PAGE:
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NSA Whistleblower Edward Snowden and national intelligence director James Clapper both broke the law. What's the difference?

(Posted by Bryana Johnson on June 27, 2013)

Whistleblower and former National Security Administration (NSA) employee, Edward Snowden, has been making headlines since he stunned the citizens of the United States three weeks ago with one of the most significant data leaks in the history of US classified intelligence.

After months of planning and preparing, Snowden abandoned his girlfriend, family, comfortable lifestyle, salary and job to flee the US and release from hiding in Hong Kong a collection of shocking documents revealing massive federal wiretapping programs operative in the US.

The documents revealed the existence of a project called PRISM, which has been utilized by the NSA for years to monitor internet and telephone communications between the US and foreign nationals. According to the Prism PowerPoint slide, the data it can collect is essentially unlimited. For just $20 million a year, the agency is able to monitor “email, chat (video, voice), videos, photos, stored data, VoIP [internet phone calls], file transfers, video conferencing, notifications of target activity – logins etc, online social networking details” and a mysterious category called “special requests.”

Other disturbing details revealed by the leak include the court order that compels Verizon to turn over “on an ongoing daily basis, all call detail records or ‘telephony metadata’ created by Verizon for communications (i) between the United States and abroad; or (ii) wholly within the United States, including local telephone calls,” and forbids Verizon from disclosing the existence of the order to anyone.

Snowden also divulged information that he claimed showed hacking by the NSA into computers in Hong Kong and mainland China.

After capturing public notice by releasing the sensitive documents, Snowden has eluded captivity and set out on a dubious globe-hopping venture that continues to attract worldwide attention.

And not all of that attention is positive. The 29-year-old fugitive’s actions were illegal, after all. Some are calling the leak that disclosed NSA bullying of private companies like Verizon, “treasonous.” Kentucky Republican Representative King said Sunday that he thinks it is, “important for the American people to realize that this guy is a traitor, a defector, he’s not a hero.”

But when asked for his own thoughts on the criminality of his actions, Snowden told The Guardian, “We have seen enough criminality on the part of government. It is hypocritical to make this allegation against me.”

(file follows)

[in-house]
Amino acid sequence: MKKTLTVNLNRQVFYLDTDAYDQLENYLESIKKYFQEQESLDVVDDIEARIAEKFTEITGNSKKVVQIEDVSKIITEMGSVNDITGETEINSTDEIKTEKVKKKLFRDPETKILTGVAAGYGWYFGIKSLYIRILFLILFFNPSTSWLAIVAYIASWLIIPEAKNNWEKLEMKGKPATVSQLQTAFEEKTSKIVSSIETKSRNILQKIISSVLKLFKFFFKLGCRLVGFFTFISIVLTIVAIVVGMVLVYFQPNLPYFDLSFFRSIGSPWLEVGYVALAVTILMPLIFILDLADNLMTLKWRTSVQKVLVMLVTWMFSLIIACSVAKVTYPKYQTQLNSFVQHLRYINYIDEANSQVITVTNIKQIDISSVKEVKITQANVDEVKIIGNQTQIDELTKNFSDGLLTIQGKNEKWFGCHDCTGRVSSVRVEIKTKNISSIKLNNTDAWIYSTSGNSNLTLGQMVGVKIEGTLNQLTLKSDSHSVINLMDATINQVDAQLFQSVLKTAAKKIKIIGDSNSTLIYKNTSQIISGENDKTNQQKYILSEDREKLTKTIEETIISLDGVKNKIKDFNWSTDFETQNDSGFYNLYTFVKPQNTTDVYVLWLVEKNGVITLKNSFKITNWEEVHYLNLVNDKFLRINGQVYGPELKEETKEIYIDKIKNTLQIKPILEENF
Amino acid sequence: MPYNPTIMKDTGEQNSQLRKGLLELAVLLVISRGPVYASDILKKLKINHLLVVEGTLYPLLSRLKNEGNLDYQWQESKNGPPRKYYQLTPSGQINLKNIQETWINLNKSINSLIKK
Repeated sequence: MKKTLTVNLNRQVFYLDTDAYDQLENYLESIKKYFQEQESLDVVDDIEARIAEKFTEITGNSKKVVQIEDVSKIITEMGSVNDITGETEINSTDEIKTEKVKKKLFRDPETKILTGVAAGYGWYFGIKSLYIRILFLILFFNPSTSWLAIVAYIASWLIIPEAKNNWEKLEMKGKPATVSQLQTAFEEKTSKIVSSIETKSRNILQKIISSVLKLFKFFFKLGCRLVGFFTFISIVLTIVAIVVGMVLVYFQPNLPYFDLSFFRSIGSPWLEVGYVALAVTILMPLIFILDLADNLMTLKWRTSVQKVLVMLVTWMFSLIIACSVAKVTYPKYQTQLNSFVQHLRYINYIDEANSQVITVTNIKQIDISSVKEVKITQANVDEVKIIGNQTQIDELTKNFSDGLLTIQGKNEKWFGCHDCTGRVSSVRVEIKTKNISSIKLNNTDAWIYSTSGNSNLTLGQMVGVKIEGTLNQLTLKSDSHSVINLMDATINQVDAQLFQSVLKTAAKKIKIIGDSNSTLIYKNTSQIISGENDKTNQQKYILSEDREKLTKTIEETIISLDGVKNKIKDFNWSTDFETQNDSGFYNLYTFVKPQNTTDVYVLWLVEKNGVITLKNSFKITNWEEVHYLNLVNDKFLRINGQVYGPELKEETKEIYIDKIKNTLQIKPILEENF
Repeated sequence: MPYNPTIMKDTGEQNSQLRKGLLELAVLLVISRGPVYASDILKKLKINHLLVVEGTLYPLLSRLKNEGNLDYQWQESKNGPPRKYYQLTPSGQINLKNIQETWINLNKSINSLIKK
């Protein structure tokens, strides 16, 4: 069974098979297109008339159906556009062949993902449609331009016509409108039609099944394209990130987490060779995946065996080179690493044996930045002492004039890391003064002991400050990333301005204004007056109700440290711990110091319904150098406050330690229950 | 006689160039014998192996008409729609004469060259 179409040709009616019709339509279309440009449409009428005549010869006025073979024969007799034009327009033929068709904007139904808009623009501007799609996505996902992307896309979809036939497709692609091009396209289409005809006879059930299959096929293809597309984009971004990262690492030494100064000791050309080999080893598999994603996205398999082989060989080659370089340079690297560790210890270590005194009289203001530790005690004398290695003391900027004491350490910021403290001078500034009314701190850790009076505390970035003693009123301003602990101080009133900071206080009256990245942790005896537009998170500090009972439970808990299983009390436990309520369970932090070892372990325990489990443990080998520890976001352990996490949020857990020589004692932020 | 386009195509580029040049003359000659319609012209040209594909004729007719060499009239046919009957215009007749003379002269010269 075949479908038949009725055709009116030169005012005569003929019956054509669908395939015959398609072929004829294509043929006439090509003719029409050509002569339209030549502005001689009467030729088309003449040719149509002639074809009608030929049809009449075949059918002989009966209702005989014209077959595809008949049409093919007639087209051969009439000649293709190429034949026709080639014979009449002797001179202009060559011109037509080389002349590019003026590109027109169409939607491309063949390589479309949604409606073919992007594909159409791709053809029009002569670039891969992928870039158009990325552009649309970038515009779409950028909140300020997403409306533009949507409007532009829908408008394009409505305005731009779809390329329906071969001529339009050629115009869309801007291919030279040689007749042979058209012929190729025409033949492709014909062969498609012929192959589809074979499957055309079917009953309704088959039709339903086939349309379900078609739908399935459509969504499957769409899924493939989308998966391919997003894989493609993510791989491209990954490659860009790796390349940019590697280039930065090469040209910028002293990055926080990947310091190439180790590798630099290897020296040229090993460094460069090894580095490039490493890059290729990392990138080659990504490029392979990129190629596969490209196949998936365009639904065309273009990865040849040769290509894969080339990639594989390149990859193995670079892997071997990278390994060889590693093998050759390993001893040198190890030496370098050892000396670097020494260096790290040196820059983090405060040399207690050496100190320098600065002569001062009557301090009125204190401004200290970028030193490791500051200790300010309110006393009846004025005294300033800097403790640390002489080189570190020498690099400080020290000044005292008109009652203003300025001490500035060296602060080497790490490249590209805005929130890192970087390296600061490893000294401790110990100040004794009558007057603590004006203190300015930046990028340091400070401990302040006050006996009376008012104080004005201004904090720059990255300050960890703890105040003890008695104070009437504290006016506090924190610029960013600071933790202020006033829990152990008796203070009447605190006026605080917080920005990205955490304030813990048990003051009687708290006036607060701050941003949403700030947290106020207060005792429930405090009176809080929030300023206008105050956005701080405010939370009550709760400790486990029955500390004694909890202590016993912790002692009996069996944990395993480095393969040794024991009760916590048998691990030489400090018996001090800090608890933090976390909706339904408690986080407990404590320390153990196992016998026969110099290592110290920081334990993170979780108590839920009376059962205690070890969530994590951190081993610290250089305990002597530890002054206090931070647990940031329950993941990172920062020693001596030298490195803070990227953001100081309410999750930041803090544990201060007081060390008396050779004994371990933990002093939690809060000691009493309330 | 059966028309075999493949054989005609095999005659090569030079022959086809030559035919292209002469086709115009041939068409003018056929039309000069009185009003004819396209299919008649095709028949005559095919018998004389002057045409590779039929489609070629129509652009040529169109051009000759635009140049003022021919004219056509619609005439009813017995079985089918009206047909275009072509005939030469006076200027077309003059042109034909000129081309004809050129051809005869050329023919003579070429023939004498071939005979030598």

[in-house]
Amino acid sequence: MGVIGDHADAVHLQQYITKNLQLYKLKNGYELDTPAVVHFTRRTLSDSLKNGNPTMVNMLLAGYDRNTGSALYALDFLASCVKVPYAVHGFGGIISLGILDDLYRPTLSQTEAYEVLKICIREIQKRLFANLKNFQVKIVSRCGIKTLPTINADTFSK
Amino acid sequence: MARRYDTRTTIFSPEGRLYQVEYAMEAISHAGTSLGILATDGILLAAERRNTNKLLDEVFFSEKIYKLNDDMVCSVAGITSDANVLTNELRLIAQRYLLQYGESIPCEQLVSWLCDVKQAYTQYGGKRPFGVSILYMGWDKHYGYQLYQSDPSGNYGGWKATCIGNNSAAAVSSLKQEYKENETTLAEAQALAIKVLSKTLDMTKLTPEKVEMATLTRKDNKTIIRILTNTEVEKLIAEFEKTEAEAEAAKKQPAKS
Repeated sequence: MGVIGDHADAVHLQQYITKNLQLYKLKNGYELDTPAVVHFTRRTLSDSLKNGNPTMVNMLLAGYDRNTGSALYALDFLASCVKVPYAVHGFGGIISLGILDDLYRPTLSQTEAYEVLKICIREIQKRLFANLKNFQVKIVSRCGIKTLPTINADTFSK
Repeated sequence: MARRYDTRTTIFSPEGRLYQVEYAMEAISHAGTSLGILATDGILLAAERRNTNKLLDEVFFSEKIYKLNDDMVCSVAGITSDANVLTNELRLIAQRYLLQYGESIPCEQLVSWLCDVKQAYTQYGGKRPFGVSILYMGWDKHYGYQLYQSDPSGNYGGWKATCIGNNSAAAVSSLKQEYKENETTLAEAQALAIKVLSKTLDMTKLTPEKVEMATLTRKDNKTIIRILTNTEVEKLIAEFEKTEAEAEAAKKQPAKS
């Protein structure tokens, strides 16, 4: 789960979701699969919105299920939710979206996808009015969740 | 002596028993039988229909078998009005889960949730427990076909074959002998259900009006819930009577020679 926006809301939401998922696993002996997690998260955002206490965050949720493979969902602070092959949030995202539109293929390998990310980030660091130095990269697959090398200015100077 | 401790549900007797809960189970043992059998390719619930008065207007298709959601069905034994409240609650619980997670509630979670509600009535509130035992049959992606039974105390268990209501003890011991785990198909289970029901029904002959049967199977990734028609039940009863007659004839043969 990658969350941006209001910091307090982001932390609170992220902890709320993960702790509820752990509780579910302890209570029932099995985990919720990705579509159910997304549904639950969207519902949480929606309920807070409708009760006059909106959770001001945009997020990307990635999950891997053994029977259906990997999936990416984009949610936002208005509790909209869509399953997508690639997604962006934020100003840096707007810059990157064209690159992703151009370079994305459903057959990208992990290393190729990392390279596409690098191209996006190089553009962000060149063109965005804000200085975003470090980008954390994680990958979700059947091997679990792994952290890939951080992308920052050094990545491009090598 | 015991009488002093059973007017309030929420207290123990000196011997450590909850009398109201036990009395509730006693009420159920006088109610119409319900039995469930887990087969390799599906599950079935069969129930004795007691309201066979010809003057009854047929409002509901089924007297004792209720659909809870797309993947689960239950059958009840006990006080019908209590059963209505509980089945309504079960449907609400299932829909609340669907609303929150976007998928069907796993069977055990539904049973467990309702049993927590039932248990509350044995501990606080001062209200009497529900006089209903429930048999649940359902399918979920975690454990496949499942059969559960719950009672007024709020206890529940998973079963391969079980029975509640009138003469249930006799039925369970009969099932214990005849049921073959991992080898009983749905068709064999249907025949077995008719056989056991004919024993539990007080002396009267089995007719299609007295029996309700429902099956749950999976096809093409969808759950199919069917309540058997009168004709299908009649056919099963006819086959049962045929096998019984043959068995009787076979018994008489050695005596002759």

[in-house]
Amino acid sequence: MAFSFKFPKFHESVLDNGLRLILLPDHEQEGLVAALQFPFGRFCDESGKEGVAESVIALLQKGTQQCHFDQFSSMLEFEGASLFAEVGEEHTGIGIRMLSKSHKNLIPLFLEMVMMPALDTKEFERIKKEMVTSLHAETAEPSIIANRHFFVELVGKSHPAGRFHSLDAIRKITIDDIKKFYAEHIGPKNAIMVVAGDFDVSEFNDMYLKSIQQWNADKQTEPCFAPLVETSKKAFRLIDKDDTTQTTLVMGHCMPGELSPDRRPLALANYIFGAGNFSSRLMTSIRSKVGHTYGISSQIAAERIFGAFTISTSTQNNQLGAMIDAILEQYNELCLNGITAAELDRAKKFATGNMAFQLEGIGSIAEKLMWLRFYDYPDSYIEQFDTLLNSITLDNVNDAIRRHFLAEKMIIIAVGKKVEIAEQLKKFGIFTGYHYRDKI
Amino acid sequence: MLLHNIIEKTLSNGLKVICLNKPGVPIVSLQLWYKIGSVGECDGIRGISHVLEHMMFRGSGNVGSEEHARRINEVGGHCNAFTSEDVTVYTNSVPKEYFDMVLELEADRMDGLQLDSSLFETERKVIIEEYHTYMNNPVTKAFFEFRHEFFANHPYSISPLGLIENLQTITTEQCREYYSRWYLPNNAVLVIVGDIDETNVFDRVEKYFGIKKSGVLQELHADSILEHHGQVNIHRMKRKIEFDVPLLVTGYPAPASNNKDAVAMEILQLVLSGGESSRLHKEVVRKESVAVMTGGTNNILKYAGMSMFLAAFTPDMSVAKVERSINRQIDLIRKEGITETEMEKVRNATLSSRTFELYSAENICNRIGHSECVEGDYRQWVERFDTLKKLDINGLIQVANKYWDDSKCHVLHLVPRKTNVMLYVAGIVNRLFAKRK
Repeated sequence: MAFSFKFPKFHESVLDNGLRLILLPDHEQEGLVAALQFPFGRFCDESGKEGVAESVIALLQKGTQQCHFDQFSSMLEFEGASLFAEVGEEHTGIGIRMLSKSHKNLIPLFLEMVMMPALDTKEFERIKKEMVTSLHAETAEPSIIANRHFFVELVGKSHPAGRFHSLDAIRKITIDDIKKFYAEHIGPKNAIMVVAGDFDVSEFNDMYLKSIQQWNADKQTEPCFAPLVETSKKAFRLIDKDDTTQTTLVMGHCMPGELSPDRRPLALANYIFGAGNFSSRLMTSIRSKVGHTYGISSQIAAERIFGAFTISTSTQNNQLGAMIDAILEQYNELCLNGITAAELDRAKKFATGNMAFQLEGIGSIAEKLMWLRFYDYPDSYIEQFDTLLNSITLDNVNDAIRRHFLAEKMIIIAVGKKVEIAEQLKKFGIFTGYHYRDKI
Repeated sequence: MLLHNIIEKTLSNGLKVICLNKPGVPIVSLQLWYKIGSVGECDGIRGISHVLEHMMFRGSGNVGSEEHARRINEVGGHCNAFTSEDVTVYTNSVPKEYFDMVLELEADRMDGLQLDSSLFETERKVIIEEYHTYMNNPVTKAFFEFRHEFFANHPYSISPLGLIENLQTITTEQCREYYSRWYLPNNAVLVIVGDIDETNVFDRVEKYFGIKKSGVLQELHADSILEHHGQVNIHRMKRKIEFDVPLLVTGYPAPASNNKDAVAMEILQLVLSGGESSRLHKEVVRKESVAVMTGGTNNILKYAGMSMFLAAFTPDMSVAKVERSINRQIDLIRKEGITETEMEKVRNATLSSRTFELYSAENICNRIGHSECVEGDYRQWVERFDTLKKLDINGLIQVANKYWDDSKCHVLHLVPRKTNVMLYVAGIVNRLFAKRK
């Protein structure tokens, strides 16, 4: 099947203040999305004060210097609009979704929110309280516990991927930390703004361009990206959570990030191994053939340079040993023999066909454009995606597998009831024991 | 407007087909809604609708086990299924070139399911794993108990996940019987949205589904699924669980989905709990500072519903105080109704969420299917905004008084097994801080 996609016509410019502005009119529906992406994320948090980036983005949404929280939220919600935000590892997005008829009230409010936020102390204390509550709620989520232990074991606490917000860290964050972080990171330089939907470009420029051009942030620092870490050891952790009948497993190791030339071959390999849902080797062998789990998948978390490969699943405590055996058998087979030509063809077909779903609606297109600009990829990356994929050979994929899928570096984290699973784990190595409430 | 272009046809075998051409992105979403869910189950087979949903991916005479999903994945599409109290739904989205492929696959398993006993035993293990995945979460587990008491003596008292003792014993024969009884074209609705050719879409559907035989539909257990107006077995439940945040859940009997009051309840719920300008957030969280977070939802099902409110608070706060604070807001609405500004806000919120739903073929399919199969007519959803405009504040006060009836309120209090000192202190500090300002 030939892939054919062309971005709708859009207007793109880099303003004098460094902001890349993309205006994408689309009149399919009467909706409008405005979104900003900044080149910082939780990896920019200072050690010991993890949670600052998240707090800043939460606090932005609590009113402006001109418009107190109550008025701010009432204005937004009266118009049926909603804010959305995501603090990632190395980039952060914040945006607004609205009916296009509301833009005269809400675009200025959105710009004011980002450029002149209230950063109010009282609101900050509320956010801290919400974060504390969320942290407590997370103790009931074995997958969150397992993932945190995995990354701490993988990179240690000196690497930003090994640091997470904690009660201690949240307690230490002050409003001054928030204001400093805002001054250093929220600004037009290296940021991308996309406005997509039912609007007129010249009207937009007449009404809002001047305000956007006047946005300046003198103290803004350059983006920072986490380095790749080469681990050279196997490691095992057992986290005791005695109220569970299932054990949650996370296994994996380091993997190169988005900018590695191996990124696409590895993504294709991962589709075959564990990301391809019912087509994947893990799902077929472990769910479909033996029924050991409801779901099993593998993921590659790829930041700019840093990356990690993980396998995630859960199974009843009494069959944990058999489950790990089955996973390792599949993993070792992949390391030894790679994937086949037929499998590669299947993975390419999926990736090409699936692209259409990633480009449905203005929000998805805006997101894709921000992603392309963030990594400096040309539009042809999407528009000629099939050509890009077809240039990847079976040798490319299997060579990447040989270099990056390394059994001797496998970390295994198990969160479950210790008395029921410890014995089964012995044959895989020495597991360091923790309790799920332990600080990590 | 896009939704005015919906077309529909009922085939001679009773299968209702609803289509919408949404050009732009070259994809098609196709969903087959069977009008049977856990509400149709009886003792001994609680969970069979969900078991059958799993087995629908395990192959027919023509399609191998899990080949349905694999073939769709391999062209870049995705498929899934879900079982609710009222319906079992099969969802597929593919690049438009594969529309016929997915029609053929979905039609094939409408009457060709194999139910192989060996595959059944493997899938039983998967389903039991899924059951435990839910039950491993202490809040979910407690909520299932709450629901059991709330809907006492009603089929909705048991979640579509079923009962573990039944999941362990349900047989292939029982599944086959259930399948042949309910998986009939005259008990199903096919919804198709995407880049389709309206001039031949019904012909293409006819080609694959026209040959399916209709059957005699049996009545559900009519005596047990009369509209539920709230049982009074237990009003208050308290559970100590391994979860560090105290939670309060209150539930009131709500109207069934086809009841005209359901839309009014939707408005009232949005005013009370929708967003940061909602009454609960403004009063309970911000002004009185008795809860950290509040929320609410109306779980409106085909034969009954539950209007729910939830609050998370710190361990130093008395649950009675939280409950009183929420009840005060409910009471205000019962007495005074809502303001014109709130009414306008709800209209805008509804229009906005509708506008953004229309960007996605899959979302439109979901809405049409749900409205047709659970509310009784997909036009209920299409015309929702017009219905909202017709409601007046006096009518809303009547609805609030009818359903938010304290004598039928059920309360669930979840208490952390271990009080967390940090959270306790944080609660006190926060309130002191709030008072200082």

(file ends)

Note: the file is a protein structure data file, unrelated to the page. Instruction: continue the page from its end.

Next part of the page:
One Senator seems ready to agree with Snowden’s charge of hypocrisy. Kentucky Senator Rand Paul said Sunday that it remained to be determined how Snowden’s memory would go down into history, but gave an insightful warning regarding the opinions of generations to come.

"They're going to contrast the behavior of James Clapper, our national intelligence director, with Edward Snowden," he said. "Mr. Clapper lied in Congress in defiance of the law in the name of security. Mr. Snowden told the truth in the name of privacy."

Paul was referring to an incident that took place in March, when Sen. Ron Wyden, D-Oregon, asked Clapper whether the NSA collects "any type of data at all on millions or hundreds of millions of Americans."

"No sir," Clapper responded. "It does not. Not wittingly.”

“He [Clapper] said they were not collecting any data on American citizens,” Paul said, “and it turns out they're collecting millions of data on phone calls every day. So it was a lie. What I'm saying is that by lying to Congress, which is against the law, he severely damaged the credibility of the entire intelligence community."

"I would say that Mr. Snowden hasn't lied to anyone,” Paul continued.

"He did break his oath of office, but part of his oath of office is to the Constitution, and he believes that, when James Clapper came in March, our national director of intelligence came and lied, that he [Snowden] was simply coming forward and telling the truth that your government was lying. This is a big concern of mine, because it makes me doubt the administration and their word to us when they talk to us, because they have now admitted they will lie to us if they think it is in the name of national security."

Snowden and Clapper both broke the law, thus undermining our nation’s system of government. The difference is that one of them did so in the name of truth-telling and honesty and the other through lies and for the sake of keeping hidden what the American people have the right to know. One did so in the name of correcting the ills of the system of government he breached, and the other for the sake of protecting those ills by burying them deeper yet into the gaping well of classified information.